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Video Journalism for the Web: A Practical Introduction to Documentary Storytelling

Video Journalism for the Web, Kurt Lancaster

While video in general is growing online, video production by news sites — particularly by formerly print-oriented newsrooms — has had the same problem for many years now: No one watches. Well, not no one, and not every every video. At my former paper, any video that involved the Cleveland Browns did well; I was occasionally tempted to just put up 20-minute videos of a stationary football helmet to test how long our audience would last before clicking away. My bet was at least 10 minutes. But away from the Browns, we scraped for eyeballs. Other papers went through the same string of failures — trying to mimic TV news, running 8-minute interviews of our own journalists, putting days of production into 3-minute reports on obscure stories. One big lesson was that people did not come to our site for the kind of video they got from TV news; another was that the techniques of TV news did not all work for video that was native to online. Kurt Lancaster’s book acknowledges that, and comes recommended by a colleague who know a lot more about online video than I do. (Also recommended, but available only via iTunes: “MediaStorm Field Guide to Powerful Multimedia Storytelling.”)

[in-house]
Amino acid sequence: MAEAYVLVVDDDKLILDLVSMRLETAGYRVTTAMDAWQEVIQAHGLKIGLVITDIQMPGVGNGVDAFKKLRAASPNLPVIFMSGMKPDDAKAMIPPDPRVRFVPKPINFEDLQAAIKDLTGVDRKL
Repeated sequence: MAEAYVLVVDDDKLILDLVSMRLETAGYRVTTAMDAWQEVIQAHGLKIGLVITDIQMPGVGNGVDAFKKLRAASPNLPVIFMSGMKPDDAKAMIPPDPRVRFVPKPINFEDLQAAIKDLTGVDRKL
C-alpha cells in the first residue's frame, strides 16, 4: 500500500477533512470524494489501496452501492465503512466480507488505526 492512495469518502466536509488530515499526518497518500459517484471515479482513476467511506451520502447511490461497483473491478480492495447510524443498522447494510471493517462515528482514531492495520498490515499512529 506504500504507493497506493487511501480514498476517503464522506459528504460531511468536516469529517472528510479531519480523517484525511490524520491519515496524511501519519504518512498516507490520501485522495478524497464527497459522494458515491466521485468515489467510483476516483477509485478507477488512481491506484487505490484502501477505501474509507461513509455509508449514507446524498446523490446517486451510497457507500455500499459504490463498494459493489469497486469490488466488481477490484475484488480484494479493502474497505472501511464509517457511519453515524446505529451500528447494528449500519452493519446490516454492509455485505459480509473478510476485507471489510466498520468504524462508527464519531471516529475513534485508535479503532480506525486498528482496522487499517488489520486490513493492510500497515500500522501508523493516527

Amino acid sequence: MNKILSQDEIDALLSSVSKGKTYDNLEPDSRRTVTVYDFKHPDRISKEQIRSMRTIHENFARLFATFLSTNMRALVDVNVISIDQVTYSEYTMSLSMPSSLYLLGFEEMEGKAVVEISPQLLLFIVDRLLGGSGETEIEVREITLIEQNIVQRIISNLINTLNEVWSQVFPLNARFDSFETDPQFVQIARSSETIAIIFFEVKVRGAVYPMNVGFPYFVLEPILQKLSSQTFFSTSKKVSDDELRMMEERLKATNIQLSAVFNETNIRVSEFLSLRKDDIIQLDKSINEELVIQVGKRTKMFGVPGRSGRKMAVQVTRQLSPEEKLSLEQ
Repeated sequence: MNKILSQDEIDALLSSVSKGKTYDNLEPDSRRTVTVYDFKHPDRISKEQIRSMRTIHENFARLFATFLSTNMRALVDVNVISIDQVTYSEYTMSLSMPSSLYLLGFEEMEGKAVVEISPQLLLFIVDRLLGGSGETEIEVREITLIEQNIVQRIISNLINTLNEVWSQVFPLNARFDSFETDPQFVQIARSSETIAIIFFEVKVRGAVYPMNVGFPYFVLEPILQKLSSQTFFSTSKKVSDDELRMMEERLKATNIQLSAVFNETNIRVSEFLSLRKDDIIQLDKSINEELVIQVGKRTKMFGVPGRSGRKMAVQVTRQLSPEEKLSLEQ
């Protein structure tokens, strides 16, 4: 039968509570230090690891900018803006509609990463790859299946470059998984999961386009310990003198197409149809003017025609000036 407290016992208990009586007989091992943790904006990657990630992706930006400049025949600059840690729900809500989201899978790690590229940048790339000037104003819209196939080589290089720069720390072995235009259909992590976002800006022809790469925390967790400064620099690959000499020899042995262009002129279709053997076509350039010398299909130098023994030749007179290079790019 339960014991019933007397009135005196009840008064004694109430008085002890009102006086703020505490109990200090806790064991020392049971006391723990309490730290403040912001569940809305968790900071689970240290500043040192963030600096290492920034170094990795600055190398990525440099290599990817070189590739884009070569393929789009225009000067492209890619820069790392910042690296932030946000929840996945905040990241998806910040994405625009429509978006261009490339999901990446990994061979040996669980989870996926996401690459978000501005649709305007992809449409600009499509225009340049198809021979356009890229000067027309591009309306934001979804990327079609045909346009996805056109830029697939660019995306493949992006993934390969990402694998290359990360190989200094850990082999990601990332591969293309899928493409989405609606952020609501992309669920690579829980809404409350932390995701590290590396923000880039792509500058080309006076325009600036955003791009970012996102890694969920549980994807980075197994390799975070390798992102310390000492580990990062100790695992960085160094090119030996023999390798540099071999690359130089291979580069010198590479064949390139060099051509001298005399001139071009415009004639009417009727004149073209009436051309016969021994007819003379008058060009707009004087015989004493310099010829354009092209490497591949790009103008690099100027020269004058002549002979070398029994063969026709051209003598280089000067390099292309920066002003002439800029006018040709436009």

Right now, newspapers are in a position to experiment with a variety of news styles online. Broadcast news stations are fixed in their style by tradition and decades of making it work.

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Virtual Unreality: Just Because the Internet Told You, How Do You Know It’s True?

Virtual Unreality, Charles Seife